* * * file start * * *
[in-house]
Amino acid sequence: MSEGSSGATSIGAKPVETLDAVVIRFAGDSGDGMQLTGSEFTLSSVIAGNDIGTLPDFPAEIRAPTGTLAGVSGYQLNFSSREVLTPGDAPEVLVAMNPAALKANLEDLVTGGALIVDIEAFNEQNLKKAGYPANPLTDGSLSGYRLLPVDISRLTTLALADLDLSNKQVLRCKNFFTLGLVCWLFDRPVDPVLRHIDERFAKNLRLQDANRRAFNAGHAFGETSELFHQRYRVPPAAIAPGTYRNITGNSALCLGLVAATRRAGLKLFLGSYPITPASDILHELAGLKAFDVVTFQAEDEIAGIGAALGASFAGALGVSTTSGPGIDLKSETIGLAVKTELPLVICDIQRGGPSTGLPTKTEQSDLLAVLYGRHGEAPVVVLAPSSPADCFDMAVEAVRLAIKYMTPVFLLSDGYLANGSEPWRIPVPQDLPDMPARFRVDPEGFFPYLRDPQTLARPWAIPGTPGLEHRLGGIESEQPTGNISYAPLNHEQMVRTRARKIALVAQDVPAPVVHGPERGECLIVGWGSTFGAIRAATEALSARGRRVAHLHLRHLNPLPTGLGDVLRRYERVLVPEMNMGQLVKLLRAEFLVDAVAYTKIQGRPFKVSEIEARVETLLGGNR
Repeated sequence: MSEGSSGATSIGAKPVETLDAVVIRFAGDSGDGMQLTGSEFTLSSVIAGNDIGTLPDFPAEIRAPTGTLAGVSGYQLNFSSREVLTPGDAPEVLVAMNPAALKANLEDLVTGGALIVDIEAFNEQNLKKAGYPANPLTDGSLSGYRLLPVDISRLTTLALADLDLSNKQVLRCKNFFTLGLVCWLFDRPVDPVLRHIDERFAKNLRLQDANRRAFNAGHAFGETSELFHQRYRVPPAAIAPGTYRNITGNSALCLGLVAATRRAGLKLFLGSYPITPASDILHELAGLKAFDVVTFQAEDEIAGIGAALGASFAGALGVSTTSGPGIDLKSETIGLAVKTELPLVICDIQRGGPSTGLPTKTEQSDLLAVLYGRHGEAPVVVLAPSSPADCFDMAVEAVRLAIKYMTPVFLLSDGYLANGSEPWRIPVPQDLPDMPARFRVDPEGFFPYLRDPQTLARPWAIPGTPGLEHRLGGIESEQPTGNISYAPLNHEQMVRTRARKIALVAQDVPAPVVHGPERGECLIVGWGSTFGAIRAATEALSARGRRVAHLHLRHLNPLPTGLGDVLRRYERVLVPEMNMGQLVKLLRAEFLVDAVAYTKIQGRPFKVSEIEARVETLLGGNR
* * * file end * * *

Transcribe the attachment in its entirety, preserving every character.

[in-house]
Amino acid sequence: MSEGSSGATSIGAKPVETLDAVVIRFAGDSGDGMQLTGSEFTLSSVIAGNDIGTLPDFPAEIRAPTGTLAGVSGYQLNFSSREVLTPGDAPEVLVAMNPAALKANLEDLVTGGALIVDIEAFNEQNLKKAGYPANPLTDGSLSGYRLLPVDISRLTTLALADLDLSNKQVLRCKNFFTLGLVCWLFDRPVDPVLRHIDERFAKNLRLQDANRRAFNAGHAFGETSELFHQRYRVPPAAIAPGTYRNITGNSALCLGLVAATRRAGLKLFLGSYPITPASDILHELAGLKAFDVVTFQAEDEIAGIGAALGASFAGALGVSTTSGPGIDLKSETIGLAVKTELPLVICDIQRGGPSTGLPTKTEQSDLLAVLYGRHGEAPVVVLAPSSPADCFDMAVEAVRLAIKYMTPVFLLSDGYLANGSEPWRIPVPQDLPDMPARFRVDPEGFFPYLRDPQTLARPWAIPGTPGLEHRLGGIESEQPTGNISYAPLNHEQMVRTRARKIALVAQDVPAPVVHGPERGECLIVGWGSTFGAIRAATEALSARGRRVAHLHLRHLNPLPTGLGDVLRRYERVLVPEMNMGQLVKLLRAEFLVDAVAYTKIQGRPFKVSEIEARVETLLGGNR
Repeated sequence: MSEGSSGATSIGAKPVETLDAVVIRFAGDSGDGMQLTGSEFTLSSVIAGNDIGTLPDFPAEIRAPTGTLAGVSGYQLNFSSREVLTPGDAPEVLVAMNPAALKANLEDLVTGGALIVDIEAFNEQNLKKAGYPANPLTDGSLSGYRLLPVDISRLTTLALADLDLSNKQVLRCKNFFTLGLVCWLFDRPVDPVLRHIDERFAKNLRLQDANRRAFNAGHAFGETSELFHQRYRVPPAAIAPGTYRNITGNSALCLGLVAATRRAGLKLFLGSYPITPASDILHELAGLKAFDVVTFQAEDEIAGIGAALGASFAGALGVSTTSGPGIDLKSETIGLAVKTELPLVICDIQRGGPSTGLPTKTEQSDLLAVLYGRHGEAPVVVLAPSSPADCFDMAVEAVRLAIKYMTPVFLLSDGYLANGSEPWRIPVPQDLPDMPARFRVDPEGFFPYLRDPQTLARPWAIPGTPGLEHRLGGIESEQPTGNISYAPLNHEQMVRTRARKIALVAQDVPAPVVHGPERGECLIVGWGSTFGAIRAATEALSARGRRVAHLHLRHLNPLPTGLGDVLRRYERVLVPEMNMGQLVKLLRAEFLVDAVAYTKIQGRPFKVSEIEARVETLLGGNR